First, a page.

Still, John turns to the question of authority that deeply concerns the Pharisees.  Consistent with his message, John told the Pharisees that he is not the one with authority, but one with the authority they seek will follow, one who literally stands now  among them, noting that the One, the Messiah who has the authority to forgive sins has come.  Though venerated as a prophet, John makes it clear that when compared to the one who is to follow, he is not even worthy to be considered his slave.  The authority of the one to follow is so great that John, the prophet, is not worthy to untie his shoes, the most menial of a slave's tasks.

John 1:29.  The next day John seeth Jesus coming unto him, and saith, Behold the Lamb of God, which taketh away the sin of the world.

The connection between the testimony of baptism and the actual forgiveness of sin is found in the person of the Messiah.  John knew Jesus, as they grew up together as cousins.  John appreciated and understood the significance of who Jesus was long before this next day.  When the time had come for Jesus' ministry to begin, John was reluctant to baptize Jesus because of his own humility and his knowledge that Jesus did not need to repent.[8]  Though John did not know the details of how Jesus would provide forgiveness of sins for the people, he fully understood this as Jesus' Messianic mission, and any doubts he had of Jesus’ identity as the Messiah were removed when he baptized Jesus.[9]  So, following that baptism, John introduced Jesus as the "Lamb of God which takes away the sin of the world."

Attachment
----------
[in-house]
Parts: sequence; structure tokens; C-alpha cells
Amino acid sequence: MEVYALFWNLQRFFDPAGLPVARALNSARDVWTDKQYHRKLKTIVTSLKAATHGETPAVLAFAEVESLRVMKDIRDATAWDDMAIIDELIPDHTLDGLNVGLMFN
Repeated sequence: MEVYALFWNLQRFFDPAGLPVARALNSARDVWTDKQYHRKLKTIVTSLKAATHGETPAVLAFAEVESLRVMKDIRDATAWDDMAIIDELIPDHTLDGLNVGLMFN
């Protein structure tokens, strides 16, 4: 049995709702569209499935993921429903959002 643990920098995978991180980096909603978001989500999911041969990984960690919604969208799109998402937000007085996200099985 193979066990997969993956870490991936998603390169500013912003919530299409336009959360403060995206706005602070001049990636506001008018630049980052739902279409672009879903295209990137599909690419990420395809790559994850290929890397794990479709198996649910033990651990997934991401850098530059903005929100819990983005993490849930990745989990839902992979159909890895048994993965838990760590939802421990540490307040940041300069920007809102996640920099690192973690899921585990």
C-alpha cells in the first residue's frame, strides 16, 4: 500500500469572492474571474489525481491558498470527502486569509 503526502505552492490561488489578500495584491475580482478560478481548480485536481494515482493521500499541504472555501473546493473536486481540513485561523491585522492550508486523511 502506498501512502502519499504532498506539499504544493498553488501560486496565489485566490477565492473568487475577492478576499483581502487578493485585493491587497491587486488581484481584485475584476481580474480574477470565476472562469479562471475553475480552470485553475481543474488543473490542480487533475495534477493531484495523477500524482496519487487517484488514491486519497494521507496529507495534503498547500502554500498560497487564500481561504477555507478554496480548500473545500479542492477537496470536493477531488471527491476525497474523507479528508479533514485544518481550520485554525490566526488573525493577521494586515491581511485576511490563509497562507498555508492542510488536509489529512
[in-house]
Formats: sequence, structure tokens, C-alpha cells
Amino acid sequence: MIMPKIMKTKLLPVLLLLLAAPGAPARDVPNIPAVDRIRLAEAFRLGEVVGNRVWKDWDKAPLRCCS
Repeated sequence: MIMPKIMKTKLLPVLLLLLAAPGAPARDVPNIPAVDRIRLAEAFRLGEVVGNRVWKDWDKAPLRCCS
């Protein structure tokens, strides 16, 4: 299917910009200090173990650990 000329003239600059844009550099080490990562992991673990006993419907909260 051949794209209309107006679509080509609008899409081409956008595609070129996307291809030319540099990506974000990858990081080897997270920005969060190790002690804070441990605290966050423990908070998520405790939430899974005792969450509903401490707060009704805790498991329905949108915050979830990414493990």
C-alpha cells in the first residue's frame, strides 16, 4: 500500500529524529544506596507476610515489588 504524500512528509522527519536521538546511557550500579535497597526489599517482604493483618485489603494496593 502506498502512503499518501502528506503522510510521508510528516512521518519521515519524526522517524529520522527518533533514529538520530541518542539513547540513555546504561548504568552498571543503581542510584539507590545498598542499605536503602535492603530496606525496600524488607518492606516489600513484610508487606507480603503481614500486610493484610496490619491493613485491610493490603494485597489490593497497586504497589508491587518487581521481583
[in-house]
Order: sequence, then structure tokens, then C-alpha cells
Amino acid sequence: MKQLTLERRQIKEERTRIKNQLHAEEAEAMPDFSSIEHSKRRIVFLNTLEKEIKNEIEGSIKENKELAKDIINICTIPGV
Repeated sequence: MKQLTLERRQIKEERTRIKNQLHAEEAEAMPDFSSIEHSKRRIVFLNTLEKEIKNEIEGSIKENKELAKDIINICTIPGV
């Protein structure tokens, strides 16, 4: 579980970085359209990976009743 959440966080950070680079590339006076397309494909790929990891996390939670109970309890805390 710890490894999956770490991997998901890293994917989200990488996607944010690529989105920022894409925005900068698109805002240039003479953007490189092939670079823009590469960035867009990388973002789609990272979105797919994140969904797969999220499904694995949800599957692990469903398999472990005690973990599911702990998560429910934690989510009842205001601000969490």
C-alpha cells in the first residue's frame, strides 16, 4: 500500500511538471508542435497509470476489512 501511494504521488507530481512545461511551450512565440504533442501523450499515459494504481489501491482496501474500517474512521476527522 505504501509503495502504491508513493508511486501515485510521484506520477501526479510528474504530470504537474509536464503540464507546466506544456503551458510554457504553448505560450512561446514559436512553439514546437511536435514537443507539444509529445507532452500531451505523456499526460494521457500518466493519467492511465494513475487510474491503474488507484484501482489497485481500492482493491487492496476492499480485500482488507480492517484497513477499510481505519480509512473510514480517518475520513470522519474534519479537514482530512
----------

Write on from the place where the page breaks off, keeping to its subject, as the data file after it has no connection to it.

What did John mean by using the metaphor of the Lamb?  John's description of Jesus in this manner would set the stage for the context of Jesus' ministry, and the Lamb metaphor would continue to be used to describe Jesus' atoning act on the cross.  During the early years of Judaism, a lamb was sacrificed to God on the day of atonement.  The lamb's blood was sprinkled on the altar, and on occasion upon the people, to represent their being cleansed from their sin.[10]  The offering that was given to God for the atonement of sin always required the shedding of blood.  Yet, even in the Old Testament, the sin offering was affective only for sins of error.  Sins of choice were not covered by the shedding of the lamb's blood.  This is why King David could not simply sacrifice a lamb and be free of his sins of adultery with Bathsheba or for the murder of her husband, Uriah.

The word used for sin that is used by John the Baptist is the word that refers to all sins, not just sins of error, leading the Pharisees to question him.  Though they did not understand it, the practice of the shedding of the blood of a lamb as an atonement for sins in ancient Israel was simply a sign that pointed to the true purpose of the Messiah.  This metaphor of the Lamb is a common thread throughout the law,[11] the prophets,[12] and as ascribed directly to Jesus in the New Testament.  It would be through Jesus' shed blood on the Cross of Calvary that final and lasting forgiveness for all sin would be found.  This was the purpose for the coming of the Messiah.  Those who were expecting a military messiah were completely missing the point.

John 1:30.  This is he of whom I said, After me cometh a man which is preferred before me: for he was before me.

As John the Baptist continues to describe who Jesus is to his hearers, he moves from His characterization of the Lamb, to Jesus' preeminent existence.  John, the writer of this text, started the book with the concept of Jesus' omnitemporality, that is, His timelessness, His eternal character.  The Christ, the Messiah, is eternal with no temporal beginning or end.  This prepared John's later description of Jesus as the Son of God.

John 1:31.  And I knew him not: but that he should be made manifest to Israel, therefore am I come baptizing with water.